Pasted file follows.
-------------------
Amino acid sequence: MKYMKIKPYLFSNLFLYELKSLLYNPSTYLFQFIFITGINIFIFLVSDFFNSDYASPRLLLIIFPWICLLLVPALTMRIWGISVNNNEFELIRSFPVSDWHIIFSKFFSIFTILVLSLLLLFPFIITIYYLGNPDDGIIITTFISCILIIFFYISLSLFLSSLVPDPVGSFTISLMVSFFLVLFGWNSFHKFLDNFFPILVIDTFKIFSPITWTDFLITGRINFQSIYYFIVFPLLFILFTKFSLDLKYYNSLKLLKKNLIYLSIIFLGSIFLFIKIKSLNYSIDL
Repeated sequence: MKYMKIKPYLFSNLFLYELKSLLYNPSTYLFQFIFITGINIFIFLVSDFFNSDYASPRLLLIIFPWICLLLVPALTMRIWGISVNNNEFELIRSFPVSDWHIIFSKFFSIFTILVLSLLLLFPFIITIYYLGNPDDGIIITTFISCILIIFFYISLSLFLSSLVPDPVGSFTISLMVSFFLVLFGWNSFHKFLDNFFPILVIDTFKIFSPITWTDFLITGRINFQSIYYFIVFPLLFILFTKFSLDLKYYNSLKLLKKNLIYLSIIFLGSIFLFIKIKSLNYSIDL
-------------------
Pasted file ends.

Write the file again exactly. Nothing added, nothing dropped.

Amino acid sequence: MKYMKIKPYLFSNLFLYELKSLLYNPSTYLFQFIFITGINIFIFLVSDFFNSDYASPRLLLIIFPWICLLLVPALTMRIWGISVNNNEFELIRSFPVSDWHIIFSKFFSIFTILVLSLLLLFPFIITIYYLGNPDDGIIITTFISCILIIFFYISLSLFLSSLVPDPVGSFTISLMVSFFLVLFGWNSFHKFLDNFFPILVIDTFKIFSPITWTDFLITGRINFQSIYYFIVFPLLFILFTKFSLDLKYYNSLKLLKKNLIYLSIIFLGSIFLFIKIKSLNYSIDL
Repeated sequence: MKYMKIKPYLFSNLFLYELKSLLYNPSTYLFQFIFITGINIFIFLVSDFFNSDYASPRLLLIIFPWICLLLVPALTMRIWGISVNNNEFELIRSFPVSDWHIIFSKFFSIFTILVLSLLLLFPFIITIYYLGNPDDGIIITTFISCILIIFFYISLSLFLSSLVPDPVGSFTISLMVSFFLVLFGWNSFHKFLDNFFPILVIDTFKIFSPITWTDFLITGRINFQSIYYFIVFPLLFILFTKFSLDLKYYNSLKLLKKNLIYLSIIFLGSIFLFIKIKSLNYSIDL